The Artistry of Kurt Masur

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Thursday, June 07, 2012

Kurt Masur Kurt Masur (Radio France / Christophe Abramowitz)

Music director emeritus Kurt Masur returns to the New York Philharmonic to lead the orchestra in this performance of Beethoven's Ninth Symphony, featuring soloists Sylvia McNair, Florence Quivar, Stuart Neill, and Rene Pape, as well as Dvorak's Cello Concerto performed by Yo-Yo Ma.


Dvorak: Cello Concerto
Beethoven: Symphony No. 9


Kurt Masur, Conductor
Yo-Yo Ma, Cello
Sylvia McNair, Soprano
Florence Quivar, Mezzo-Soprano
Stuart Neill, Tenor
Rene Papé, Bass

Comments [1]

Les Bernstein from Miami, Florida

This re-broadcast of Beethoven's Ninth from 31 December 1999 is truly one for the ages! Of the five Toscanini performances of the Ninth Symphony and Furtwa"ngler at Bayreuth performances that I treasure, as well as those by Erich Kleiber, Koussevitzky, Stokowski and Leinsdorf, Maestro Masur's is my favorite. The intensity and articulation throughout the work, including the slow movement, were truly gripping. There was a slight horn solo rallentando three before "Lo stesso tempo" in the third movement as well as one in the fourth movement, three before letter M in the Kalmus miniature score at which the chorus enters with "Freude, scho"ne..." and continues until the "Andante maestoso" section. The contrabasses and 'cellos' phrasing and articulation of their "in the character of a recitative but in tempo" were carefully planned with great care taken to separate the legato and staccato notes. Rene Pape' was majesty itself in his "O Freunde..." with the grace note intentionally omitted. The real revelation was the timpani part, as Maestro Masur explained in his pre-concert remarks. In the fourth movement "Allegro energico, sempre ben marcato" that I love so much with verses one and three combined, I loved hearing the "Freude..." theme in the horn very prominent, as well as the timpani ostinato: all too many times one is prominent and the other isn't. In the second movement, especially telling was the first fortissimo articulation of the three-note motive, followed by a forte, followed by a piano. The intensity and ferocity of the second movement were just that. I only wish Beethoven himself could have heard the performance. I am in awe of Maestro Masur's revelatory performance as well as all of the performers involved; and I urge all music lovers/students to hear this performance, no matter how well you know it. I listened to it again as broadcast on WXXI-Rochester. Enjoy yourselves!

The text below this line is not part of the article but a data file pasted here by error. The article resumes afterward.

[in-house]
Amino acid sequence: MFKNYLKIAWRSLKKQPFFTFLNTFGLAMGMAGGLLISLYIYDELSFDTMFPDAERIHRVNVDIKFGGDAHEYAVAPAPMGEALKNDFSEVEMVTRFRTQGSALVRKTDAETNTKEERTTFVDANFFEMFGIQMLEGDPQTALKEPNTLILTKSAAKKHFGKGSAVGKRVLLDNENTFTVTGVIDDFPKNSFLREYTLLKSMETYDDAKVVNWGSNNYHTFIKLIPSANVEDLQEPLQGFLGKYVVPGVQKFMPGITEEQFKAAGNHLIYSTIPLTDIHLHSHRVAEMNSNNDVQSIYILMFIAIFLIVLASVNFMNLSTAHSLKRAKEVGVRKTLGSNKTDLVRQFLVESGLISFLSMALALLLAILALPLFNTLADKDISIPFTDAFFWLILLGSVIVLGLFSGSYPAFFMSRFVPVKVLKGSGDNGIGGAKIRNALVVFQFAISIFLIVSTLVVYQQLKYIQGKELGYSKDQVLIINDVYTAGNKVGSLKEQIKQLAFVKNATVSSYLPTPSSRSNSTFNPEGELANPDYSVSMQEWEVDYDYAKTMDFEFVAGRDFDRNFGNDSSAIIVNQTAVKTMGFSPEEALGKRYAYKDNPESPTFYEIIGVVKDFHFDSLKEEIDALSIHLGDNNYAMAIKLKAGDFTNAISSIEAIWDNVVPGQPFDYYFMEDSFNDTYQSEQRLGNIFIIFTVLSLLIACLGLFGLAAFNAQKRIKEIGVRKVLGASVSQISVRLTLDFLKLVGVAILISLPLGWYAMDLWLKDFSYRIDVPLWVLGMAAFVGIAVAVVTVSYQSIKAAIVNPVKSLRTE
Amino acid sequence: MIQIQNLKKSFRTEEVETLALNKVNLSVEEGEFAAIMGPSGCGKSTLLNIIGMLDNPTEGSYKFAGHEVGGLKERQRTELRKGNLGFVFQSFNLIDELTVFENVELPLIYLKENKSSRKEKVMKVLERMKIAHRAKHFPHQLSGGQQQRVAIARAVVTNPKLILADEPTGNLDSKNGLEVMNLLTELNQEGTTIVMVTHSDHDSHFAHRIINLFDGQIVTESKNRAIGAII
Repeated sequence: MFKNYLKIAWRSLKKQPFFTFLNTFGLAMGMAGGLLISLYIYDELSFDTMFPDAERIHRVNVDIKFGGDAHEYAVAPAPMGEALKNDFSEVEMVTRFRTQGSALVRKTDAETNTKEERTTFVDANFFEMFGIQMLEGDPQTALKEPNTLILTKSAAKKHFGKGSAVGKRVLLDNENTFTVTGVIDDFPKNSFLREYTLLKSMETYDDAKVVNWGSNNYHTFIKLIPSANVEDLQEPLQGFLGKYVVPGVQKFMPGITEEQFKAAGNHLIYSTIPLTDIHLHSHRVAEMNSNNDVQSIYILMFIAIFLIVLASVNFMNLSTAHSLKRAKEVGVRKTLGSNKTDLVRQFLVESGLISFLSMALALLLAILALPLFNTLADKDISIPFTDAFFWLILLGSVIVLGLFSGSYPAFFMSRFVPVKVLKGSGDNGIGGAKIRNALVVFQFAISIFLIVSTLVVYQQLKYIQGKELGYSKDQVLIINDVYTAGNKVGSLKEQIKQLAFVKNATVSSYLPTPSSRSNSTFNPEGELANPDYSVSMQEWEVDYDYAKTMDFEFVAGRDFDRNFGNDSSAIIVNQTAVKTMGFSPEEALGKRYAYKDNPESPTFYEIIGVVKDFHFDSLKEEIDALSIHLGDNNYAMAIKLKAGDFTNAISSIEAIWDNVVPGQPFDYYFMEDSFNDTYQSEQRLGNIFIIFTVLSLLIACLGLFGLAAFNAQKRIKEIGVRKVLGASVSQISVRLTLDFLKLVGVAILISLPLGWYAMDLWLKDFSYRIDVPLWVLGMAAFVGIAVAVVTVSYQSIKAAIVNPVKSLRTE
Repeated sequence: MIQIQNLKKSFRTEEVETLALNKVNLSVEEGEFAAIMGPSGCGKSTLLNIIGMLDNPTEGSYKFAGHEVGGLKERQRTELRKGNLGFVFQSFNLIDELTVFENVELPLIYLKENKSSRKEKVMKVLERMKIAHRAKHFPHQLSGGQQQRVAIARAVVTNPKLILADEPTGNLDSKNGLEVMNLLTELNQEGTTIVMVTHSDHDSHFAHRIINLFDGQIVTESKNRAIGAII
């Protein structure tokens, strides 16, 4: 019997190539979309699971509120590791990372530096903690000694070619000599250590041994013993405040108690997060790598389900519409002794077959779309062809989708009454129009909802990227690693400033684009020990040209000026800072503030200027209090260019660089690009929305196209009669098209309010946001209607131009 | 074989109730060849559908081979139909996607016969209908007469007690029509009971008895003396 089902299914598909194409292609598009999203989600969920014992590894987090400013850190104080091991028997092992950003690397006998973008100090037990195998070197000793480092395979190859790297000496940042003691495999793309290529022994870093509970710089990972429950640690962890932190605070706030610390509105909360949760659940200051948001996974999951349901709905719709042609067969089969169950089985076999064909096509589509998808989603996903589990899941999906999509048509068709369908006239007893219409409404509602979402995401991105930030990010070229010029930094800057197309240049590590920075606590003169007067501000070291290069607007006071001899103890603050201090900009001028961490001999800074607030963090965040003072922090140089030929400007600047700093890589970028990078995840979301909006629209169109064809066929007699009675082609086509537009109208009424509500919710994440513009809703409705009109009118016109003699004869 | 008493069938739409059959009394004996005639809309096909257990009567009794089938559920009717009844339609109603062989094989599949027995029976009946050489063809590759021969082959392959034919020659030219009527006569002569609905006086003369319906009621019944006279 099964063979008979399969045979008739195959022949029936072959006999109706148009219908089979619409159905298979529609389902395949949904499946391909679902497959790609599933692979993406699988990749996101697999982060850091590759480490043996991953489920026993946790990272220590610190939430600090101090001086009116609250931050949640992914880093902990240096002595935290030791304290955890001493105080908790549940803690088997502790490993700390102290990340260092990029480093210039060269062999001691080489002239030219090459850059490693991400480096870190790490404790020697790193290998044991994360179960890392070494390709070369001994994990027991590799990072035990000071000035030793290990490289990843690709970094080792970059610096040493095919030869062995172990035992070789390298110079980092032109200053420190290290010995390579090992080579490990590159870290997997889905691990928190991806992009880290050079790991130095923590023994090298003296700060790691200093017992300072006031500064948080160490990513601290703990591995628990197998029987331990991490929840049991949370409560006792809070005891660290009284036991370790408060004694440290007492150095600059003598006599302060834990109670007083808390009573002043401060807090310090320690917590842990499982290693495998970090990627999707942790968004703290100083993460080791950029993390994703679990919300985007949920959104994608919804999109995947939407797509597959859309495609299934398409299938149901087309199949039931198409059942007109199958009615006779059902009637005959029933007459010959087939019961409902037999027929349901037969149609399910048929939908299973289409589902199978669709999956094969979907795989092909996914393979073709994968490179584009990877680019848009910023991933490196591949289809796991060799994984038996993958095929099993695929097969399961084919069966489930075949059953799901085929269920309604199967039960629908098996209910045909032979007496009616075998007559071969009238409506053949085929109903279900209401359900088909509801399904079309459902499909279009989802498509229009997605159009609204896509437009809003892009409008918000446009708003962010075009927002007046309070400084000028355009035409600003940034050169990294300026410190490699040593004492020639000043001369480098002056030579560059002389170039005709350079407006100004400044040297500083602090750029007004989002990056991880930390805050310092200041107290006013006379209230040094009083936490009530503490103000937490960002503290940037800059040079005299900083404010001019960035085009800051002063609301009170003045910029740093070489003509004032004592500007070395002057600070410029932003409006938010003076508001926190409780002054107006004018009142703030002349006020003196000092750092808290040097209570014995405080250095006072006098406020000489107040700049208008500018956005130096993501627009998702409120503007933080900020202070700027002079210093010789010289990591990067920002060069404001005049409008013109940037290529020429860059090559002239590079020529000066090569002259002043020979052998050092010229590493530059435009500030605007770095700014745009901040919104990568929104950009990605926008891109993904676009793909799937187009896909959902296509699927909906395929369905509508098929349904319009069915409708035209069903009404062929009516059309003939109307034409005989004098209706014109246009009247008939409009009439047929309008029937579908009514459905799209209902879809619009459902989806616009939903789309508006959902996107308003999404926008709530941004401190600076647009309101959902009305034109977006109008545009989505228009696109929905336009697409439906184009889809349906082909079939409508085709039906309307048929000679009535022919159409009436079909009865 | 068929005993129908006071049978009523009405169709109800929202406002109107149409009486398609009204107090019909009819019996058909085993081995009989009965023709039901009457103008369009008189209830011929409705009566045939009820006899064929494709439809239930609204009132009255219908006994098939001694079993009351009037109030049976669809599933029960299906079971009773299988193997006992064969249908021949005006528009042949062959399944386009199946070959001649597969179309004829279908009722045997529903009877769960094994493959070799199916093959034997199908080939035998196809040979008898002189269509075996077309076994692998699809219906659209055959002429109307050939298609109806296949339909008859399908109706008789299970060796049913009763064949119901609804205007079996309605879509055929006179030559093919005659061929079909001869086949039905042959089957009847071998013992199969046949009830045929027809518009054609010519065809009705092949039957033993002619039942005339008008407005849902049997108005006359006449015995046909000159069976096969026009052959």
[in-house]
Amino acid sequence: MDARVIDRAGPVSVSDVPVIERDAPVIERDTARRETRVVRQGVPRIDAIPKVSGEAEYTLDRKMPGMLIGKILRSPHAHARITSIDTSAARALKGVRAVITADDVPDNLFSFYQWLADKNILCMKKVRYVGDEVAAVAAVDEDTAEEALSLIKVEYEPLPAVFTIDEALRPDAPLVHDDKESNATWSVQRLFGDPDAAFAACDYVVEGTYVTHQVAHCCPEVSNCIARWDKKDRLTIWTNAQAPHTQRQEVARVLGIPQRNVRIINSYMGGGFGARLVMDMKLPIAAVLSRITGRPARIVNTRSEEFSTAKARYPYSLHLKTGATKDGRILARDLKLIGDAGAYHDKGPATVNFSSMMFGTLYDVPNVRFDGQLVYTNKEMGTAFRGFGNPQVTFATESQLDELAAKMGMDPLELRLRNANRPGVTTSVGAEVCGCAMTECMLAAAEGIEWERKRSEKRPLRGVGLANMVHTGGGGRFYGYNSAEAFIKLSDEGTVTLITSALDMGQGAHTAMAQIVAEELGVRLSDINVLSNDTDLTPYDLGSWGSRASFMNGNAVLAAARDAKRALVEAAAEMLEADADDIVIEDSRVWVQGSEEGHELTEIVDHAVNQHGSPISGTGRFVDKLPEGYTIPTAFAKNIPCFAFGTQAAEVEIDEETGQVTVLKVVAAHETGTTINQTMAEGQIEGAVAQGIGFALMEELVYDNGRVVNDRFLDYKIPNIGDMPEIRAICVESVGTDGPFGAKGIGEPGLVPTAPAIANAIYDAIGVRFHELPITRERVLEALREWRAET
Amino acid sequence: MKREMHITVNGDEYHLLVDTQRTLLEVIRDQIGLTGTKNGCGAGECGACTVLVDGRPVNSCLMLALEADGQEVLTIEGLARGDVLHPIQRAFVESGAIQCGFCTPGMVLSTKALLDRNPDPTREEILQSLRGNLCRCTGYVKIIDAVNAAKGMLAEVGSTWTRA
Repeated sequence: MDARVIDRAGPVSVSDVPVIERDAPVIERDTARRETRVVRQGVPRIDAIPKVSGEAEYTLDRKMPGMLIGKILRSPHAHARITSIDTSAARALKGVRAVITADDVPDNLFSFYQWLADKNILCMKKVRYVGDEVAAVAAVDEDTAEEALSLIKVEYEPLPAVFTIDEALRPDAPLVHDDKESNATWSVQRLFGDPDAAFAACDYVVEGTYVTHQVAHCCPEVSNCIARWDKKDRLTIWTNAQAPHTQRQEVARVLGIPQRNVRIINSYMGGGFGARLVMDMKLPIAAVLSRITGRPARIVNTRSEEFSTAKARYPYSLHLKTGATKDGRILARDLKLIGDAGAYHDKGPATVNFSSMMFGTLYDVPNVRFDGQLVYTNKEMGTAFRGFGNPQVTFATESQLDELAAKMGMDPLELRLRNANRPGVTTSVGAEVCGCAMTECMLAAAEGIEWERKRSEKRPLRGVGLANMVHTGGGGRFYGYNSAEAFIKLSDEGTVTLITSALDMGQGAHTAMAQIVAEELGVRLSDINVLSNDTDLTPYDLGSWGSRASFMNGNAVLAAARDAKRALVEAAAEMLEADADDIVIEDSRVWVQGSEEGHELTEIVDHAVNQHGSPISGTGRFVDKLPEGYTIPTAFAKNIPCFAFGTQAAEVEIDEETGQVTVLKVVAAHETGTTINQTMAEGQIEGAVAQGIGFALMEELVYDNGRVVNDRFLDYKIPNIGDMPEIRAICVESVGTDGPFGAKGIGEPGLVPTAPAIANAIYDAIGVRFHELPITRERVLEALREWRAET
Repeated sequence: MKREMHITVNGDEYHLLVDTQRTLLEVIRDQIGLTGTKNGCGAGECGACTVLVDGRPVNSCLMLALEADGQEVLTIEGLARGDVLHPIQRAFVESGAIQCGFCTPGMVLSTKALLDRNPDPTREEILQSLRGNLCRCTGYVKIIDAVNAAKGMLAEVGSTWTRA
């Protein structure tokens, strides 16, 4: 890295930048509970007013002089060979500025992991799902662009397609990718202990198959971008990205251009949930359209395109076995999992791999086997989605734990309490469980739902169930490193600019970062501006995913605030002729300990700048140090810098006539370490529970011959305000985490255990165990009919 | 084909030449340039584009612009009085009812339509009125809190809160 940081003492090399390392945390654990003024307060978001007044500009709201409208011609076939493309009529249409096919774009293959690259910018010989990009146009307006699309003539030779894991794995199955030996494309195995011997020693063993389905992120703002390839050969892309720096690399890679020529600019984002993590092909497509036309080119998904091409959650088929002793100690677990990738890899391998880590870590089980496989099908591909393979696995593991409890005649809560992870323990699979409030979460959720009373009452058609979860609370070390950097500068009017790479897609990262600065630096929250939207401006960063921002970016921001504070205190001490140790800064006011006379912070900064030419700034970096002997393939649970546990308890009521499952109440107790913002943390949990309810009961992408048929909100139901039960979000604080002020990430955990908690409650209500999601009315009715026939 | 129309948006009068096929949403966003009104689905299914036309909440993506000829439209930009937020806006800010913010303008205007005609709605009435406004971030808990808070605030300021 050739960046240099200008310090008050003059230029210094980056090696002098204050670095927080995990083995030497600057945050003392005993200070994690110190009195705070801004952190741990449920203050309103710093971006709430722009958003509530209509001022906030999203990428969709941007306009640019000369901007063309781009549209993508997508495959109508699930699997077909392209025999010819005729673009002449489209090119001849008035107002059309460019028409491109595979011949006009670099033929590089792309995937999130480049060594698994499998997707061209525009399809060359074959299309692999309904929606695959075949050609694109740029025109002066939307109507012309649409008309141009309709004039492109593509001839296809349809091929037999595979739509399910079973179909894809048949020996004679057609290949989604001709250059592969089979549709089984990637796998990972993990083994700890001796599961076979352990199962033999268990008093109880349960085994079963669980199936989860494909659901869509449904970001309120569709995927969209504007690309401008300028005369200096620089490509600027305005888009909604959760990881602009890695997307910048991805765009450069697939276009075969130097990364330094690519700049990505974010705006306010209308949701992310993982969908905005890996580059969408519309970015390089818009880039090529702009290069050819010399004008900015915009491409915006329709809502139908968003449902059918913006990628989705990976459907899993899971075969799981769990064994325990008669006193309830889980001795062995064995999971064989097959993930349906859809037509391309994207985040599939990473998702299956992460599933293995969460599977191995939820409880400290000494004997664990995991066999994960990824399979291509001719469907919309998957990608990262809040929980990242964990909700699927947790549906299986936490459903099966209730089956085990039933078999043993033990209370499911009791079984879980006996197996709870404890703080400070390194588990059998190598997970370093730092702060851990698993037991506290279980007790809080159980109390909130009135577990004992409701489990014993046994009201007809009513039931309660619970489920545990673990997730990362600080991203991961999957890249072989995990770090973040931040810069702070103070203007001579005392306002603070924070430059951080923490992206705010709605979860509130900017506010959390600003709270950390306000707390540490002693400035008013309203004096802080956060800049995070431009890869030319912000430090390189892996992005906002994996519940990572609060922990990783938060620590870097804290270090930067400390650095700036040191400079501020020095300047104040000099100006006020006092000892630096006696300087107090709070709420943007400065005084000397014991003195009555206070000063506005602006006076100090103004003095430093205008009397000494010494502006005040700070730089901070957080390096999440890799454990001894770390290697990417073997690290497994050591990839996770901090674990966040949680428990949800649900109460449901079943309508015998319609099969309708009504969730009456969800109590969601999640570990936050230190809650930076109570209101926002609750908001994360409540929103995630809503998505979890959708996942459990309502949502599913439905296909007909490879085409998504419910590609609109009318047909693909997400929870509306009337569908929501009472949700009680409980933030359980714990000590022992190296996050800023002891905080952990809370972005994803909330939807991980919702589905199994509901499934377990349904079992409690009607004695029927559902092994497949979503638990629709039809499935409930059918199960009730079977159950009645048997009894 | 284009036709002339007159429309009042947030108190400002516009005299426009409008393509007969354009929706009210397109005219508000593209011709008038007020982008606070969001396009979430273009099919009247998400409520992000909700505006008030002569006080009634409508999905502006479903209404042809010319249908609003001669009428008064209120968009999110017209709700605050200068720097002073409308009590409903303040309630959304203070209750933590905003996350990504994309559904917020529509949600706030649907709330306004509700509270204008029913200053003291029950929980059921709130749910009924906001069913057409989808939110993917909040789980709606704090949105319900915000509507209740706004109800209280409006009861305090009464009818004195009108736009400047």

Jun. 10 2012 07:04 PM

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